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The Guardian - UK
The Guardian - UK

Men deserve care and compassion too

Rough sleeper in London
Men are six times more likely to sleep rough than women. Photograph: Anadolu Agency/Getty Images

I understand why Martha Gill considers the idea of a minister for men “insulting”, when society remains dominated by male power and women bear the brunt of gender inequality (“A Tory MP wants a minister for men. How about one for white people, heterosexuals and the upper classes?”, Comment). However, her preferred analogies are surely no less insulting. Perhaps a minister for the upper classes would indeed make sense if the upper classes were more likely to die prematurely from all comparable causes at every age; if the upper classes were 19 times more likely to be in prison; six times more likely to sleep (or die) rough on the streets; three times more likely to die a death of despair through suicide; or if we had learned just last month that the largest ever recorded quarterly rise in young people unemployed and not in education or training was comprised entirely of upper-class children.

While it is true that women have unique health concerns and are the majority of victims of sexual and abusive violence, there is a women’s health strategy for England and a strategy to tackle violence against women and girls, and ministers to oversee both. There are no equivalents for men.

A solution that might be less insulting for all would be the creation of a minister for men’s health and wellbeing, within the Department of Health, with a brief that does not mirror or parody that of the women’s minister, but targets urgent and severe issues for some of society’s most vulnerable individuals, with an eye not to equality, but to compassion and care.
Ally Fogg
Chair, Men and Boys Coalition,
Longsight, Manchester

Tax property by its worth

Until council tax is totally reformed, the situation for council services will never be improved (“Real levelling up means more cash for poor councils”, Editorial). How is it fair that my in-laws live in the north-east in a house worth £120,000 and pay £1,500 a year in council tax, yet the same band C home attracts only £768 tax in Westminster and properties are worth much more?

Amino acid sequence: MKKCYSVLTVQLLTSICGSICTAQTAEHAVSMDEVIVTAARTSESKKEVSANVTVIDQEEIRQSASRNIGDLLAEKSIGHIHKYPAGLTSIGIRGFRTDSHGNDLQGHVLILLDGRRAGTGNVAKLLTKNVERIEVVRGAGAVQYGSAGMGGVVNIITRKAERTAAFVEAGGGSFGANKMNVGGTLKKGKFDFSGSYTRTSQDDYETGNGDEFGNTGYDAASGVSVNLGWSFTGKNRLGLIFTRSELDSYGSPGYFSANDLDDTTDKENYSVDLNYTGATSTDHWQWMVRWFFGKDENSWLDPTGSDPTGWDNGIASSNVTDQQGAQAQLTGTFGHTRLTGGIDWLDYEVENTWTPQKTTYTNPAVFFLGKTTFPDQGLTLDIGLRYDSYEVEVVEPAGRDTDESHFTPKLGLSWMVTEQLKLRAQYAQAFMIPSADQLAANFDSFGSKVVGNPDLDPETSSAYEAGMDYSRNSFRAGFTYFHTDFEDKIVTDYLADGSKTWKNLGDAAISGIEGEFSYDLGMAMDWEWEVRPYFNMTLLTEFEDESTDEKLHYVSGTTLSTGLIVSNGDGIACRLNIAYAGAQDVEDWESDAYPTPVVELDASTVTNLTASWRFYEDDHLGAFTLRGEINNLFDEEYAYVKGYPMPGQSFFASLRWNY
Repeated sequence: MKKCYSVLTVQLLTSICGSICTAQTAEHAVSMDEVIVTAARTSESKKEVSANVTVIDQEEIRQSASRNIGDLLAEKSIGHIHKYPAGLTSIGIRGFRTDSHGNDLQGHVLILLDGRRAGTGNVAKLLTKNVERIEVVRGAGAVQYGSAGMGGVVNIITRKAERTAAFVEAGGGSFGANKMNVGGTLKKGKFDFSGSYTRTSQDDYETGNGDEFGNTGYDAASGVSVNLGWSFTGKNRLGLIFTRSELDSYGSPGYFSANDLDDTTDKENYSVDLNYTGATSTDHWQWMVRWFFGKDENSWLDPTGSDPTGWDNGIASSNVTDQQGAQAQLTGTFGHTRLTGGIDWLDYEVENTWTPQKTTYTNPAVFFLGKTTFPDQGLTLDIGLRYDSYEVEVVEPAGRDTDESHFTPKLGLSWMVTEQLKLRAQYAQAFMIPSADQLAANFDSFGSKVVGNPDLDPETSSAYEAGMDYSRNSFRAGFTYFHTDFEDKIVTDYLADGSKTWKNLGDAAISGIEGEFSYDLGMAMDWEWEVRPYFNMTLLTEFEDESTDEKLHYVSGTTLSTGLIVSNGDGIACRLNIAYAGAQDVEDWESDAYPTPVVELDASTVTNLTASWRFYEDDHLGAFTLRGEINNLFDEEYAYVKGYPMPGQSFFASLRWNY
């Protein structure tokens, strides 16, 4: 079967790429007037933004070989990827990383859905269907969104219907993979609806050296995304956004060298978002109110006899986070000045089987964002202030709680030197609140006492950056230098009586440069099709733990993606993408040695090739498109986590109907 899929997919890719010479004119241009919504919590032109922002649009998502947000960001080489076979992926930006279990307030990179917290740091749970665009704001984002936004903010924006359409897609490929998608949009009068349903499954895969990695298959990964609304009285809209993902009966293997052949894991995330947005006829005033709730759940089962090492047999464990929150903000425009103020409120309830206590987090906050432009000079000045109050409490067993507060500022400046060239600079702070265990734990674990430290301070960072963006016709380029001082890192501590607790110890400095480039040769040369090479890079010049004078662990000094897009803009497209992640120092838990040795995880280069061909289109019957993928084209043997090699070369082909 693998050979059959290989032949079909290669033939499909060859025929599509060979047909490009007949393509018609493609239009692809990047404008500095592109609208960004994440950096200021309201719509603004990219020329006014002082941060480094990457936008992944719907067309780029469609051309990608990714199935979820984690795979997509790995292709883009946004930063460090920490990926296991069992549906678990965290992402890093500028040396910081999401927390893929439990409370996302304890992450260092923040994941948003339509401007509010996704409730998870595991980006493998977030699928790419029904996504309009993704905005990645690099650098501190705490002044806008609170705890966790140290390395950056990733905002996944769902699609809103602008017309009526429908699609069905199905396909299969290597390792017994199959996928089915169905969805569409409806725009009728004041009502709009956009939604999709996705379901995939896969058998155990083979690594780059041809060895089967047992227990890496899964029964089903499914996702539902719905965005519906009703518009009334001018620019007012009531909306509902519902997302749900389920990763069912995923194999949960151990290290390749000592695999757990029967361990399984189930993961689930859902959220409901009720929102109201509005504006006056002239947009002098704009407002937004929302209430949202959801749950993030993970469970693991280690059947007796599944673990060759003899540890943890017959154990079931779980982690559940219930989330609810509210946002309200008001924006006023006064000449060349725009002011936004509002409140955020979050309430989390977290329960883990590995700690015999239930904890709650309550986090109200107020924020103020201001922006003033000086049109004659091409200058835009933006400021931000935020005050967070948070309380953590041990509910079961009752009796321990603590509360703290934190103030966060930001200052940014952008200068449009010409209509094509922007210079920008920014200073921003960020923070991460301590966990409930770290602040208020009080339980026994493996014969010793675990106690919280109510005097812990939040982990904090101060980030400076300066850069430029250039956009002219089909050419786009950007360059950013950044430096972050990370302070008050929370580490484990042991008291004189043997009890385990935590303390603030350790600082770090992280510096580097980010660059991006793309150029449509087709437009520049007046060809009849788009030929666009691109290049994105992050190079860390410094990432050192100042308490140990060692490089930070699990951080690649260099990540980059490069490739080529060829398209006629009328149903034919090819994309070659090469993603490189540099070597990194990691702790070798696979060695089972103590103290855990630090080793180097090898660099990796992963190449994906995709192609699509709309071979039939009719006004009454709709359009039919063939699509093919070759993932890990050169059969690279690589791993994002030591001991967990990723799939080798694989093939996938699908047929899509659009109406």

Until property is taxed at a percentage of its relative value, this situation will never improve.
Carl Rooney
Salford, Greater Manchester

Labour, look to Ohio

Chris McGreal’s report from Dayton, Ohio, contains two key lessons for Labour for an election victory that remains far from certain (“More jobs and a growing economy –so why won’t Ohio back the Democrats?”, World). First, in trying to win back working-class former Labour voters, push policies that will directly benefit them economically. Pandering to Tory culture war propaganda on issues such as immigration, while having only minimal differences with the Tories on the economy and workers’ rights, will not move people to vote for Labour.

Second, do not neglect the economic interests and the socially progressive convictions of the “new” core Labour voters in urban Britain, especially young people. Labour’s current ultra-cautious policy offer will leave both these key groups unmoved and likely to stay at home come the next election.
Chris Sinha

People power works

The ethical and moral points that Catherine Bennett makes in her piece about Unilever trading in Russia would seem to be unassailable (“If Unilever truly wants ‘a world with more joy’, why is filling Putin’s war chest?”, Comment). However, experience shows that people are at best uncertain as to whether boycotting products makes any difference to the producers/perpetrators, as the tone of her last couple of paragraphs would seem to acknowledge.